“There was an adrenaline part that didn’t make me worry about it. The money part is what made me do it, but the thrill is what didn’t make me afraid of it,” said John.

After his first arrest, John went to the Juvenile Justice Center (JJC) for 10 days. After his release, he started using synthetic marijuana. His mom caught him sometime later, called his parole officer, and he was again arrested. This time, John went to JJC for a month and rehab for 6 months.

“I stopped mainly because it was hurting a lot of the relationships I had, and I wanted to do stuff for myself. I knew if I wanted to go as far as I wanted to, I was going to get backtracked all the time if I smoked weed,” said John.

An arrest record and rehab aren’t enough for everyone. The Indiana Youth Institute (IYI) says while overall substance abuse is declining in terms of alcohol and cigarettes, marijuana use is increasing in teens.

“A big key to being successful to keeping our kids away from any illicit substance is open communication with their parents and other caring adults in their lives,” said Bill Stanczykiewicz, the President and CEO at IYI.

Dr. Elmaadawi and Stanczykiewicz agree there are mixed messages about marijuana legalization and the longtime effects. They agree open communication and community resources are key in helping teens make tough choices. Dr. Elmaadawi says there needs to be more education in schools in addition to collaboration between the resources in the community. Stanczykiewicz says teens are most influenced in their personal decision making by people they know directly.

“Kids benefit when they hear consistent messages about right and wrong from all of the caring adults in their lives. There’s no 100% guarantee that kids are going to make good choices, but what we are trying to do is increase the odds,” said Stanczykiewicz.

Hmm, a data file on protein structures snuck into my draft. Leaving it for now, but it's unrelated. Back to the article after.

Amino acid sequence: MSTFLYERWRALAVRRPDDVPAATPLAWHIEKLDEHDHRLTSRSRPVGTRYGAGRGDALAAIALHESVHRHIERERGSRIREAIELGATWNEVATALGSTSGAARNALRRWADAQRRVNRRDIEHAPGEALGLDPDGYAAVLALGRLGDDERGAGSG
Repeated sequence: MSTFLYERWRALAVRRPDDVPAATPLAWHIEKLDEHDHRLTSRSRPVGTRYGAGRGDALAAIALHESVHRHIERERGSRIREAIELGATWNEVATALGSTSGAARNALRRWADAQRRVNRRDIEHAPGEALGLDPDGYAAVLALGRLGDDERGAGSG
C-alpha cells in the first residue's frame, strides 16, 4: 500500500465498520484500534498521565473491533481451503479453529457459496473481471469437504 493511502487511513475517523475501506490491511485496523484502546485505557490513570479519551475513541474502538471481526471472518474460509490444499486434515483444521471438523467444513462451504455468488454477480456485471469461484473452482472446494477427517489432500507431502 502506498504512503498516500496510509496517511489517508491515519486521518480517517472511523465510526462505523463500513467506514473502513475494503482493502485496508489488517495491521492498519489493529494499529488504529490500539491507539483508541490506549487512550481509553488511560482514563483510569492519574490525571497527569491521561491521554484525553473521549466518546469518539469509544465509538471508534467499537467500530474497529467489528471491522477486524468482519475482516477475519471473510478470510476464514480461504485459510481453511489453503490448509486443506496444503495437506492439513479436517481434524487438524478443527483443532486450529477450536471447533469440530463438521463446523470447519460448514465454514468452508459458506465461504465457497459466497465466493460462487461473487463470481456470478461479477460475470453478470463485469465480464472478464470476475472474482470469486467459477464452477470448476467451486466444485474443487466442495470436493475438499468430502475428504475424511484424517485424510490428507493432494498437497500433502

Aging Baby Boomers Bring Drug Habits Into Middle Age

Posted on: April 22nd, 2015 by sobrietyresources

Older adults are abusing drugs, getting arrested for drug offenses and dying from drug overdoses at increasingly higher rates

Baby Boomers like Mike Massey, who stopped using drugs in his 30s but started abusing them again when he was 50, are developing drug problems at increasingly higher rates. What is the profile of a Boomer at risk? WSJ’s Jason Bellini has #TheShortAnswer. Photo: Stuart Palley for The Wall Street Journal



Updated March 16, 2015 12:41 p.m. ET


UPLAND, Calif.—From the time he was a young man coming of age in the 1970s, Mike Masseycould have served as a poster child for his generation, the baby boomers. He grew his hair long to the dismay of his father, surfed, played in rock bands and says he regularly got high on marijuana and cocaine.

The wild times receded as he grew older. In his 30s, he stopped using drugs altogether, rose into executive positions with the plumbers and pipe fitters union, bought a house in this Los Angeles suburb and started a family. But at age 50, Mr. Massey injured his knee running. He took Vicodin for the pain but soon started using pills heavily, mixing the opioids with alcohol, he said.

“It reminded me of getting high and getting loaded,” said Mr. Massey, now 58 years old, who went into recovery and stopped using drugs and alcohol in 2013. “Your mind never forgets that.”

Older adults are abusing drugs, getting arrested for drug offenses and dying from drug overdoses at increasingly higher rates. These surges have come as the 76 million baby boomers, born between 1946 and 1964, reach late middle age. Facing the pains and losses connected to aging, boomers, who as youths used drugs at the highest rates of any generation, are once again—or still—turning to drugs.

The trend has U.S. health officials worried. The sharp increase in overdose deaths among older adults in particular is “very concerning,” said Wilson Compton, deputy director for the federal government’s National Institute on Drug Abuse.

The rate of death by accidental drug overdose for people aged 45 through 64 increased 11-fold between 1990, when no baby boomers were in the age group, and 2010, when the age group was filled with baby boomers, according to an analysis of Centers for Disease Control and Prevention mortality data. That multiple of increase was greater than for any other age group in that time span.